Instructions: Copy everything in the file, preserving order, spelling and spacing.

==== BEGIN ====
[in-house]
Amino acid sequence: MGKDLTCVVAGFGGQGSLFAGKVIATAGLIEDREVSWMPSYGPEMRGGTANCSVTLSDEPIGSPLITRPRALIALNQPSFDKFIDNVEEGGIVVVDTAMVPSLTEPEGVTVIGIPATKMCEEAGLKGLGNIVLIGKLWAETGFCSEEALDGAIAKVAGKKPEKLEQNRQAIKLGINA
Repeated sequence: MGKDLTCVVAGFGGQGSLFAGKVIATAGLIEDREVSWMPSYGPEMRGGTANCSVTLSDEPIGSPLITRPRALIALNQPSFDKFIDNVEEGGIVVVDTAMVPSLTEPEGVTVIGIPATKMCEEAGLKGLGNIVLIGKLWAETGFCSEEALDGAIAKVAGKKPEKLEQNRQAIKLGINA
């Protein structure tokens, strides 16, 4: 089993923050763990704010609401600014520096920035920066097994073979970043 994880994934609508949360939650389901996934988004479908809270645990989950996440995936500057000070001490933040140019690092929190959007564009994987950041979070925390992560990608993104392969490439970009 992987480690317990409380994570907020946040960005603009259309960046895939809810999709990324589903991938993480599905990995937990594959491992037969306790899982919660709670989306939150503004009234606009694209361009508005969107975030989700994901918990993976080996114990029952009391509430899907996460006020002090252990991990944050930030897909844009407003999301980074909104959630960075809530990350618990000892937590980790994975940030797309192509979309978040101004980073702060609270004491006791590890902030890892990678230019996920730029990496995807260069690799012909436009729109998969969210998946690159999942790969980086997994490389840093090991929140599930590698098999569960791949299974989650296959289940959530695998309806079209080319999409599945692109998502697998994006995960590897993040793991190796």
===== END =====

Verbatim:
[in-house]
Amino acid sequence: MGKDLTCVVAGFGGQGSLFAGKVIATAGLIEDREVSWMPSYGPEMRGGTANCSVTLSDEPIGSPLITRPRALIALNQPSFDKFIDNVEEGGIVVVDTAMVPSLTEPEGVTVIGIPATKMCEEAGLKGLGNIVLIGKLWAETGFCSEEALDGAIAKVAGKKPEKLEQNRQAIKLGINA
Repeated sequence: MGKDLTCVVAGFGGQGSLFAGKVIATAGLIEDREVSWMPSYGPEMRGGTANCSVTLSDEPIGSPLITRPRALIALNQPSFDKFIDNVEEGGIVVVDTAMVPSLTEPEGVTVIGIPATKMCEEAGLKGLGNIVLIGKLWAETGFCSEEALDGAIAKVAGKKPEKLEQNRQAIKLGINA
């Protein structure tokens, strides 16, 4: 089993923050763990704010609401600014520096920035920066097994073979970043 994880994934609508949360939650389901996934988004479908809270645990989950996440995936500057000070001490933040140019690092929190959007564009994987950041979070925390992560990608993104392969490439970009 992987480690317990409380994570907020946040960005603009259309960046895939809810999709990324589903991938993480599905990995937990594959491992037969306790899982919660709670989306939150503004009234606009694209361009508005969107975030989700994901918990993976080996114990029952009391509430899907996460006020002090252990991990944050930030897909844009407003999301980074909104959630960075809530990350618990000892937590980790994975940030797309192509979309978040101004980073702060609270004491006791590890902030890892990678230019996920730029990496995807260069690799012909436009729109998969969210998946690159999942790969980086997994490389840093090991929140599930590698098999569960791949299974989650296959289940959530695998309806079209080319999409599945692109998502697998994006995960590897993040793991190796």